2 Execution site(s)
Fedir A., born in 1911, remembered: “When the Germans started to take the Jews to the ghetto, the family of Naftul decided to hide. Their house was located at the bottom, a little away from others. There was an ancient abandoned house further on the way. This house was ruined and invaded by weeds. The nurseries dug a tunnel under their stables until the abandoned house. They created a hut under this house and three families of Naftul, his brothers and sisters with their children hid in this hut. They took a kerosene stove and a small pan that caused their loss afterwards. They stayed in their hidden place eight or nine days. They dug holes in the ground and put the ventilation system there to have some air in the hut. One day they were about to cook something, it was in the morning. They had to do it early when people were sleeping… So they cooked and the smoke of their pan went out by the holes in the ground. The man was passing nearby when he noticed the smoke going out from the ground, he was curious and he stopped. Other people joined him; they didn’t understand why the smoke went out from the ground. Once the Germans saw these people, they got closer and finally they found the underpass. They made these three families go out, took them with their children on the carts to be shot…” (Testimony n°1421, interviewed in Velyki Mezhyrichi, on April 10th, 2012)
"At the exit of the village of Dyven, on the territory of the former brickyard, in June 1942, the German-fascist invaders conducted a massive shooting of innocent Soviet citizens, who were escorted in groups to pits dug in advance. […] We supposed that about 3,600 people were shot in four pits. The victims were shot inside the pit, with the automatic weapon at the nape of the neck." [Act drawn up in 1944 by State Extraordinary Commission; RG-22.002M: Fond 7021, Opis 71, Delo 58]
Dyven is located 38km east of Rivne. Back then Dyven was a small hamlet and no Jews lived in it. The majority of Jews lived in the nearby village of Velyki Mezhyrichi, located 3km away. The first record of the Jewish community dates back to the second part of the 16th century. In 1784 there were 295 Jews living in the village and by 1897 it increased up to 2,107 and represented about 67 of the total population. At the beginning of the 20th century, five synagogues functioned there. In 1908 a school, with Hebrew classes was opened. However, according to the local witnesses many Jewish children, especially girls, went to the Polish school. After the pogrom organized in August 1919, the Jewish population dropped. In 1921, 1,743 Jews lived in the village. The majority of Jews lived off small business and handcraft. There were four bakeries, four restaurants, and a slaughter house. Mezhyrichi is known for its strong Hasidism movement, headed by the Baal Shem Tov until his death in 1761, and then by the Maggid, Rabbi Dov Ber. In 1939, the village was taken over by Soviets as a result of the Molotov-Ribbentrop agreement. From September 1939, the Jewish school and other working institutions were closed. On the eve of the war there were about 3,000 Jews living there. The Germans occupied the village on July 6, 1941.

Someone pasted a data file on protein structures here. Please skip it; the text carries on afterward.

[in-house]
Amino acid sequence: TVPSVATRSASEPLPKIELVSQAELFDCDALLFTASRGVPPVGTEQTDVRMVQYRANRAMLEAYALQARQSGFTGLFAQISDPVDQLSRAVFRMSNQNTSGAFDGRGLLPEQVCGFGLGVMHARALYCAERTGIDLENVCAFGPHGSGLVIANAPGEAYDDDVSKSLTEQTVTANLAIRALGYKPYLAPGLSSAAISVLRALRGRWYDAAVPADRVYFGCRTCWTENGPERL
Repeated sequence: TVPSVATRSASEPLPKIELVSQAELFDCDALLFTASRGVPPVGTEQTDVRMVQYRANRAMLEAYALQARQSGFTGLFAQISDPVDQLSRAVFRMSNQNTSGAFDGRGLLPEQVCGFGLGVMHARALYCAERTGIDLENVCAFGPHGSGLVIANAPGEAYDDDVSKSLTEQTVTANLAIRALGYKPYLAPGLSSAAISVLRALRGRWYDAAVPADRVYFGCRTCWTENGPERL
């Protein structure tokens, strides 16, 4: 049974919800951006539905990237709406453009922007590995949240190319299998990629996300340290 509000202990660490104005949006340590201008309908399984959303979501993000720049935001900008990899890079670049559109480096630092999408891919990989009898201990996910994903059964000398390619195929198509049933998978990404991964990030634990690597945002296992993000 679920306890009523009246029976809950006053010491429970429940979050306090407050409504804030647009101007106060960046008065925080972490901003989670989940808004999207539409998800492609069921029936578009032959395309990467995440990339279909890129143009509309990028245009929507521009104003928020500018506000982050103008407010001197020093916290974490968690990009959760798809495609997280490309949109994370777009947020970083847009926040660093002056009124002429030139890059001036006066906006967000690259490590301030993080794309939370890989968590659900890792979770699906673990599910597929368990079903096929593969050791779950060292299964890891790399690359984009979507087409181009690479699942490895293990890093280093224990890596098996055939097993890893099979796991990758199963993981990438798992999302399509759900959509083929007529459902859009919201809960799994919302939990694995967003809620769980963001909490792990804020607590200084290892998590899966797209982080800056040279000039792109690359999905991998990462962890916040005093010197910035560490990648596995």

The first year after the Germans’ arrival, the Jews continued to live in their houses; however they were all marked with yellow Stars of David. They were subjected to lootings, abuses and were also forced to perform different kind of forced labor. The Ukrainian police and Jewish council were established. The first Aktion was conducted on May 22, 1942 by an SD unit that arrived from Rivne assisted by the German Gedarmerie, a unit of Police Reserve Bataillon and local Ukrainian police. During this Aktion about 1,000 Jews were taken to the sand quarry, located close to Dyven. Shortly after this Aktion, an opened ghetto was created and existed for several months. It remained opened but was guarded by the police. On September 26, 1942, 800 to 900 remaining Jews from the ghetto were murdered. The field research conducted by Yahad-In Unum established more details about the execution of Jews. First of all, the pits were dug by the Jews themselves. There were about 200 men and women forced to dig four pits during three days. During all this time, they were locked in the barn located nearby at night. According to the eyewitnesses of the shooting, the Jews were shot in small groups inside the pit. The Germans were drinking and eating while conducting the shooting.
Yahad-In Unum could also identify another execution site of an isolated shooting. Supposedly, one Jewish woman was kept by the German Kommandant as a comfort girl in his manor, but at the end she was shot dead and buried in the garden close to the school. As a result of the research, we can say that the number of victims provided by Soviet archives is an overestimate. In all, about 1,800 to 1,900 Jews were murdered in Dyven.
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